'Crisis' didn't excite people

June 15, 1996|By Harold Jackson

THE GREAT budget crisis of the spring of '96 is finally over, boys and girls. Yawn. Oh, pardon me. Wouldn't want anyone to underestimate the fiscal problems Baltimore faces. You've probably heard the doom-and-gloom story countless times by now. And it's all true.

The tax-paying middle class is moving out; leaving the city to the tax-sheltered rich, who are little inconvenienced by its shortcomings, and the tax-supported poor, for whom inconvenience is a way of life. This malady afflicts not only this town, but all of urban America. But since it's vogue to act like these metropolises aren't part of the United States, their common ailment is not treated as a national disease. With some federal assistance, each must find its cure.

With that reality as the backdrop, no one was really surprised two months ago when Mayor Kurt L. Schmoke declared the existence of a budget crisis and said an income-tax increase was the only thing that could save the city.

But Mr. Schmoke discovered his declaration of a fiscal crisis hardly excited a public that wondered, ''What's new?'' So his honor altered his tune. His assertion that the people wouldn't support ''harsh measures'' such as layoffs and reductions in services to balance the budget was softened as he realized they would.

Certain constituencies, as expected, screamed loudly when it became apparent whose ox would be gored, but the greater public demanded more thrift, not taxes.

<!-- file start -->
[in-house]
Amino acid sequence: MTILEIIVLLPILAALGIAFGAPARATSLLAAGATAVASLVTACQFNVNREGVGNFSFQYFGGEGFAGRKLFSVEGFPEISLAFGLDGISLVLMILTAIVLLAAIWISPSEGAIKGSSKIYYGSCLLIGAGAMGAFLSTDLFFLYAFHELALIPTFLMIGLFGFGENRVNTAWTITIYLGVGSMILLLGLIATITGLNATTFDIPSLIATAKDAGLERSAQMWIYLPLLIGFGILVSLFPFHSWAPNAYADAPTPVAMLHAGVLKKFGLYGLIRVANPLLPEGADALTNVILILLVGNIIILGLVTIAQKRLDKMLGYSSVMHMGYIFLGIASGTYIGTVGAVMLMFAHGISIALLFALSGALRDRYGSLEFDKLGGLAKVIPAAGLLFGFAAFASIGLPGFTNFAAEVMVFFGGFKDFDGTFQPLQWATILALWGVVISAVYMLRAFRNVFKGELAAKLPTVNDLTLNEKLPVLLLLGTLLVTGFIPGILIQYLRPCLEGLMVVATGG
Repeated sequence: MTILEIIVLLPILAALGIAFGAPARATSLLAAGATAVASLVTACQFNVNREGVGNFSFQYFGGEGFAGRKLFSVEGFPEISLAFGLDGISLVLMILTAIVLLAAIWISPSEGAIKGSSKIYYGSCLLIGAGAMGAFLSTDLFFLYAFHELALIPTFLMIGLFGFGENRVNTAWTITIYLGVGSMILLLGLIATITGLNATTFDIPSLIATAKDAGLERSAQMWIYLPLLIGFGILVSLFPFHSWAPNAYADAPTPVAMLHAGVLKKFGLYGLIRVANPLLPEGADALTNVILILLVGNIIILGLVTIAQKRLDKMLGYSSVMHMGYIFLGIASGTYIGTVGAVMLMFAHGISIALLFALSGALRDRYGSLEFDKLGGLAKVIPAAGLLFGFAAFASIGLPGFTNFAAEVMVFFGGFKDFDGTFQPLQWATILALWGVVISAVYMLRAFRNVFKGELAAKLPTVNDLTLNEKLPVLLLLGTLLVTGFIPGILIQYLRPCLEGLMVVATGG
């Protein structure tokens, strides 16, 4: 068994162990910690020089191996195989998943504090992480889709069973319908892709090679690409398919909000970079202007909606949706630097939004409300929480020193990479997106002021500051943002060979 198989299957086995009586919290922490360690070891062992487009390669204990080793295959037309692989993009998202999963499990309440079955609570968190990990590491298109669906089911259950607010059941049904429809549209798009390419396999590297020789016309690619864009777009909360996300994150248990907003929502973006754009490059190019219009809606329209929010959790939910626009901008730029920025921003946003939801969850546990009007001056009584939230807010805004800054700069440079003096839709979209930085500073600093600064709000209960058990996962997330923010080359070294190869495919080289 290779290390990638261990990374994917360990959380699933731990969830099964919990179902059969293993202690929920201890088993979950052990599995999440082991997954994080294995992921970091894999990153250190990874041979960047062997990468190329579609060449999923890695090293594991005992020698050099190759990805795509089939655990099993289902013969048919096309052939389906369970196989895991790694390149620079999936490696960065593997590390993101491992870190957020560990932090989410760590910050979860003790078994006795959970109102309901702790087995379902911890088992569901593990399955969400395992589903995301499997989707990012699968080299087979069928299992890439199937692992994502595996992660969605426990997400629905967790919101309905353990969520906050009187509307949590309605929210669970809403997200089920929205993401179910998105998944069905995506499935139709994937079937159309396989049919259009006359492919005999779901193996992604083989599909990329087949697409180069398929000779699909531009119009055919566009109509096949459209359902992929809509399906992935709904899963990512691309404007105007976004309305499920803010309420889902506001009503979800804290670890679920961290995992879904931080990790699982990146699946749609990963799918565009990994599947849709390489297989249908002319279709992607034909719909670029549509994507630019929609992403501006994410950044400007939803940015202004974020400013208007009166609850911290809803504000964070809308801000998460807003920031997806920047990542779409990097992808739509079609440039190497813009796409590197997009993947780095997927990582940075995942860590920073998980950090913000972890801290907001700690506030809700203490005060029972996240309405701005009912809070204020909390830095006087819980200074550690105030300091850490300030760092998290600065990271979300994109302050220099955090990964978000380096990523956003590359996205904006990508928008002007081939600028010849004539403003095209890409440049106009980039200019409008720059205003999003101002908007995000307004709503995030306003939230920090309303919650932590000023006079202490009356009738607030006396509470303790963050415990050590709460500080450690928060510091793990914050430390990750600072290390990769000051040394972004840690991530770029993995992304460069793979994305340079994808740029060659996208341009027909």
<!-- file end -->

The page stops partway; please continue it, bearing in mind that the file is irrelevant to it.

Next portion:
Mr. Schmoke found there was huge support for Council President Lawrence Bell's suggestion that an early-retirement incentive plan devised by the mayor be accelerated to save more cash now by reducing the number of city employees. How annoying, to have some whippersnapper take your idea, add a little wrinkle that, OK, may save millions, and then get all the praise for being smart.

Looking for a few good cuts

Mr. Schmoke pointed out that even if 1,100 workers retire early, as predicted, the greatest impact won't be immediate since any vacation pay and sick leave due them will have to be paid this year. But acknowledging that the income-tax increase had become even harder to sell, he, too, began to push several alternatives.

And once he did that the public became even more skeptical of the depth of the declared crisis, questioning whether the situation could really get any worse than they already thought it was.

The debate turned from increasing the income tax to raising the parking-lot tax and rescinding an exemption to the energy-fuels tax for nonprofit corporations. The nonprofits, including Johns Hopkins, barely had to flex a muscle to quiet such talk. Parking-lot operators didn't fare as well, nor did owners of video and pinball game arcades, but the tax increases on them will be modest.

The fact that the mayor wasn't even in the country during most of the final budget negotiations erased whatever remained of the crisis mood he had created in April. At the request of President Clinton, Mr. Schmoke was in Istanbul attending an international conference on urban problems.

Here's hoping he brought back some good ideas. He'll need them to create the public excitement for change he had hoped his income-tax proposal would generate.

Cutting Recreation and Parks doesn't excite people because they no longer expect much from its destitute rec centers.

Cutting the Pratt Library excites people, but there's too little money to make the effort worthwhile. Cutting fire and police risks lives.

People want to see economies they haven't noticed before -- at City Hall, the Department of Public Works, the Housing Department. Make bigger cuts in those budgets, slash further their number of employees, and the public will recognize the truth.

Harold Jackson writes editorials for The Sun.

Pub Date: 6/15/96

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